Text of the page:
URL: http://onlinelibrary.wiley.com/doi/10.1111/1467-8500.12250/full
Citation:
Mintrom, Michael and Joannah Luetjens. 2017. "Policy Entrepreneurs and Foreign Policy Decision Making." In Oxford Research Encyclopedia of Politics
Abstract: In recent years, significant effort has been applied to understanding and empirically testing the concept of policy entrepreneurship in a range of different settings. Despite these efforts, studies to date have tended to focus on policy entrepreneurs in domestic policy settings. Few have articulated the potential role that policy entrepreneurs play in understanding foreign policy decision-making. Coupled with theories and evidence from the field of foreign policy analysis, the concept of policy entrepreneurship lends itself to analyzing how actors in the foreign policy space draw attention to problems, advance workable proposals, and link outcomes to symbolic values. This article introduces and applies a framework for the analysis of policy entrepreneurs seeking to influence foreign policy decision-making. This framework is then used to underpin illustrative case studies of foreign policy entrepreneurs. The variety of recent scholarly contributions regarding policy entrepreneurs and foreign policy suggests that many more opportunities exist for such work to be conducted in the future. This is an exciting prospect. Valuable, generalizable insights are more likely to emerge from such a collective research enterprise if the various individual contributions are informed by greater conceptual coherence.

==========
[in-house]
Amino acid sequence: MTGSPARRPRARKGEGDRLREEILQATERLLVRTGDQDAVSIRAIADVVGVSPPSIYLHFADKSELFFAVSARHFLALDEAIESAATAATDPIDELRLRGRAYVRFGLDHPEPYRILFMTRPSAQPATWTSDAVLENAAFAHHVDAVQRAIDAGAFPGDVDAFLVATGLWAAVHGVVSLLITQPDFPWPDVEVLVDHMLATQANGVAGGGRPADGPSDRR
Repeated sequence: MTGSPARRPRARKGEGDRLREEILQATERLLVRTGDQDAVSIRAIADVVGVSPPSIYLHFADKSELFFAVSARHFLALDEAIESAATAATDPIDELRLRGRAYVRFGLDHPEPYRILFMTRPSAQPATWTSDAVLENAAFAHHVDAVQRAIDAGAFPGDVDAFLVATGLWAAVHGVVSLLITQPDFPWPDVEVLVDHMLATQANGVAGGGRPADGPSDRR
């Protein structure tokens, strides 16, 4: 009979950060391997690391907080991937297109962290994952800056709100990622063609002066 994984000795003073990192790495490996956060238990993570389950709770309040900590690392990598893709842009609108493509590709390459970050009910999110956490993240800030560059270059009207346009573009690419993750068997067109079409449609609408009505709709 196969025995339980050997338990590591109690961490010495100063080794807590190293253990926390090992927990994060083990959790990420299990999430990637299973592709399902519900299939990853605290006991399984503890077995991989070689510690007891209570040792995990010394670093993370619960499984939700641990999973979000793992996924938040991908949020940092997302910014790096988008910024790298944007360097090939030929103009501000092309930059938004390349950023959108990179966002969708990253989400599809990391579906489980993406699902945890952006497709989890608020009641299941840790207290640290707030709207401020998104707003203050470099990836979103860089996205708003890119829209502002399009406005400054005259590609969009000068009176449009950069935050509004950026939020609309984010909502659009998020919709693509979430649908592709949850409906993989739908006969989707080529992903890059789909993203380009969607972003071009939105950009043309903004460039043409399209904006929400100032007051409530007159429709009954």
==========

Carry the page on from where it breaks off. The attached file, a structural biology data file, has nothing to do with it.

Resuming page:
URL: http://politics.oxfordre.com/view/10.1093/acrefore/9780190228637.001.0001/acrefore-9780190228637-e-463
Citation:
Mintrom, Michael and Joannah Luetjens. 2017. "Policy Entrepreneurs and Problem Framing: The Case of Climate Change." Environment and Planning C: Politics and Space.